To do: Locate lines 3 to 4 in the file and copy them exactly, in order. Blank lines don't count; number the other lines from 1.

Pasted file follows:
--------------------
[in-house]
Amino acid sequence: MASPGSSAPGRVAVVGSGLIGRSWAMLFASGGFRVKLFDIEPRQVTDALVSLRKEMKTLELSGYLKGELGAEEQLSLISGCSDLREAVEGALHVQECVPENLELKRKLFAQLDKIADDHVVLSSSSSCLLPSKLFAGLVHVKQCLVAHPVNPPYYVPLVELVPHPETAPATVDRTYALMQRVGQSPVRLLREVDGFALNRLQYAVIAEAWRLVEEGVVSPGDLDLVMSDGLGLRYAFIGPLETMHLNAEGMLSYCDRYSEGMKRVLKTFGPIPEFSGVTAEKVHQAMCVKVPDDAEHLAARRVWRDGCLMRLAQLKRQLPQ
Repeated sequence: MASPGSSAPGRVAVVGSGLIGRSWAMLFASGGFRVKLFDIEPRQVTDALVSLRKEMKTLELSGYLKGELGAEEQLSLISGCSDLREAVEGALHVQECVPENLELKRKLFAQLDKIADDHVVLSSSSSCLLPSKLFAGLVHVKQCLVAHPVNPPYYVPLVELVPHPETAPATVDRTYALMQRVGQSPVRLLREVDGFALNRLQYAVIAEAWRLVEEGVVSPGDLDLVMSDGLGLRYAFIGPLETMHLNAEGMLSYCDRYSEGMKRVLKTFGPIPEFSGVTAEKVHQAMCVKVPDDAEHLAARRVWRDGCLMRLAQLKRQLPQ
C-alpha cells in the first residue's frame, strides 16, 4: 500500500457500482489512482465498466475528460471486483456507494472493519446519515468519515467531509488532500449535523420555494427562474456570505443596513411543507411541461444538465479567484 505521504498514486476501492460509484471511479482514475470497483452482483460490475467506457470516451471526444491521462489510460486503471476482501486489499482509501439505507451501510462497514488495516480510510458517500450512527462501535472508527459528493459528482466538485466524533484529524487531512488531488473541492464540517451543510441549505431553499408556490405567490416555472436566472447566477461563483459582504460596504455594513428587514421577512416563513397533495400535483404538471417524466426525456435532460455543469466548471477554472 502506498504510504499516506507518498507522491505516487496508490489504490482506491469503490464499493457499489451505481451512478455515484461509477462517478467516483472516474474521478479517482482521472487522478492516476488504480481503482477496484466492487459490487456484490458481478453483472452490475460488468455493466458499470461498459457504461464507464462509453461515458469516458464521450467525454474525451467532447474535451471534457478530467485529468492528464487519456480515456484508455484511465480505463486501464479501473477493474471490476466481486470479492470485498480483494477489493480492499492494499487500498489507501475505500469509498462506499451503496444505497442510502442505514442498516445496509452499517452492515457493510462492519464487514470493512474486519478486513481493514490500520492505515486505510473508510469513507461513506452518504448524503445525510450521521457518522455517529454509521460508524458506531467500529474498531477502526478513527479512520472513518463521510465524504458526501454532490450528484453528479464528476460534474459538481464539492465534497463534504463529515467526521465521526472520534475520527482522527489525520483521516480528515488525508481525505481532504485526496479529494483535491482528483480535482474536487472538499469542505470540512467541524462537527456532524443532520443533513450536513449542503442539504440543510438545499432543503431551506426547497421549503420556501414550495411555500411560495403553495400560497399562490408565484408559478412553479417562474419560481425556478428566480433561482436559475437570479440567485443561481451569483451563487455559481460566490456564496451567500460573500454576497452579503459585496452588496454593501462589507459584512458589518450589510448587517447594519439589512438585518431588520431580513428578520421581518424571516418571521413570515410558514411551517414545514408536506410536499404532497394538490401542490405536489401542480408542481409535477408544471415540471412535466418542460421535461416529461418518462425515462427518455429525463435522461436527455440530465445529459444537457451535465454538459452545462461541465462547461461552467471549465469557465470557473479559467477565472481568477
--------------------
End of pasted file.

Repeated sequence: MASPGSSAPGRVAVVGSGLIGRSWAMLFASGGFRVKLFDIEPRQVTDALVSLRKEMKTLELSGYLKGELGAEEQLSLISGCSDLREAVEGALHVQECVPENLELKRKLFAQLDKIADDHVVLSSSSSCLLPSKLFAGLVHVKQCLVAHPVNPPYYVPLVELVPHPETAPATVDRTYALMQRVGQSPVRLLREVDGFALNRLQYAVIAEAWRLVEEGVVSPGDLDLVMSDGLGLRYAFIGPLETMHLNAEGMLSYCDRYSEGMKRVLKTFGPIPEFSGVTAEKVHQAMCVKVPDDAEHLAARRVWRDGCLMRLAQLKRQLPQ
C-alpha cells in the first residue's frame, strides 16, 4: 500500500457500482489512482465498466475528460471486483456507494472493519446519515468519515467531509488532500449535523420555494427562474456570505443596513411543507411541461444538465479567484 505521504498514486476501492460509484471511479482514475470497483452482483460490475467506457470516451471526444491521462489510460486503471476482501486489499482509501439505507451501510462497514488495516480510510458517500450512527462501535472508527459528493459528482466538485466524533484529524487531512488531488473541492464540517451543510441549505431553499408556490405567490416555472436566472447566477461563483459582504460596504455594513428587514421577512416563513397533495400535483404538471417524466426525456435532460455543469466548471477554472 502506498504510504499516506507518498507522491505516487496508490489504490482506491469503490464499493457499489451505481451512478455515484461509477462517478467516483472516474474521478479517482482521472487522478492516476488504480481503482477496484466492487459490487456484490458481478453483472452490475460488468455493466458499470461498459457504461464507464462509453461515458469516458464521450467525454474525451467532447474535451471534457478530467485529468492528464487519456480515456484508455484511465480505463486501464479501473477493474471490476466481486470479492470485498480483494477489493480492499492494499487500498489507501475505500469509498462506499451503496444505497442510502442505514442498516445496509452499517452492515457493510462492519464487514470493512474486519478486513481493514490500520492505515486505510473508510469513507461513506452518504448524503445525510450521521457518522455517529454509521460508524458506531467500529474498531477502526478513527479512520472513518463521510465524504458526501454532490450528484453528479464528476460534474459538481464539492465534497463534504463529515467526521465521526472520534475520527482522527489525520483521516480528515488525508481525505481532504485526496479529494483535491482528483480535482474536487472538499469542505470540512467541524462537527456532524443532520443533513450536513449542503442539504440543510438545499432543503431551506426547497421549503420556501414550495411555500411560495403553495400560497399562490408565484408559478412553479417562474419560481425556478428566480433561482436559475437570479440567485443561481451569483451563487455559481460566490456564496451567500460573500454576497452579503459585496452588496454593501462589507459584512458589518450589510448587517447594519439589512438585518431588520431580513428578520421581518424571516418571521413570515410558514411551517414545514408536506410536499404532497394538490401542490405536489401542480408542481409535477408544471415540471412535466418542460421535461416529461418518462425515462427518455429525463435522461436527455440530465445529459444537457451535465454538459452545462461541465462547461461552467471549465469557465470557473479559467477565472481568477